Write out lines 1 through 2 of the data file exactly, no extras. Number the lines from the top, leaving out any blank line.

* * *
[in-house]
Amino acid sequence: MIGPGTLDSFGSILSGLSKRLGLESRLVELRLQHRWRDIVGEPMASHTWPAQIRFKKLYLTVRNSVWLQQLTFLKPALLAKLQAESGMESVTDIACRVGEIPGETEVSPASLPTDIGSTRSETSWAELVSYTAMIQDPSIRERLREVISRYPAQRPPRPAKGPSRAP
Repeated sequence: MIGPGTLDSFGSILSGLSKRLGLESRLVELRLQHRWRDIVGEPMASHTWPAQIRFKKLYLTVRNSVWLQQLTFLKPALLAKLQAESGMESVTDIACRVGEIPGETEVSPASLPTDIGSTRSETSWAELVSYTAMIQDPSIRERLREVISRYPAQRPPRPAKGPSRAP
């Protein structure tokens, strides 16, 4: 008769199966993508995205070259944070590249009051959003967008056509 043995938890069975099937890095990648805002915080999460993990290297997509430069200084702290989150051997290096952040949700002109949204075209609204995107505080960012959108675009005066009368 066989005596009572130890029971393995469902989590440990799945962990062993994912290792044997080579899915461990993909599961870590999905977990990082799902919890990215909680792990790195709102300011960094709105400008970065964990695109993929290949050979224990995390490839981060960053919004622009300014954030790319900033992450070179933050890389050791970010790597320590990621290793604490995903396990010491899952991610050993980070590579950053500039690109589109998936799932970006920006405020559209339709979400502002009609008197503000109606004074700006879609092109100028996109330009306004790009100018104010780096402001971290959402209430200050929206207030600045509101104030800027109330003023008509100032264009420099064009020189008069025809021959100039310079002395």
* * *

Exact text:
[in-house]
Amino acid sequence: MIGPGTLDSFGSILSGLSKRLGLESRLVELRLQHRWRDIVGEPMASHTWPAQIRFKKLYLTVRNSVWLQQLTFLKPALLAKLQAESGMESVTDIACRVGEIPGETEVSPASLPTDIGSTRSETSWAELVSYTAMIQDPSIRERLREVISRYPAQRPPRPAKGPSRAP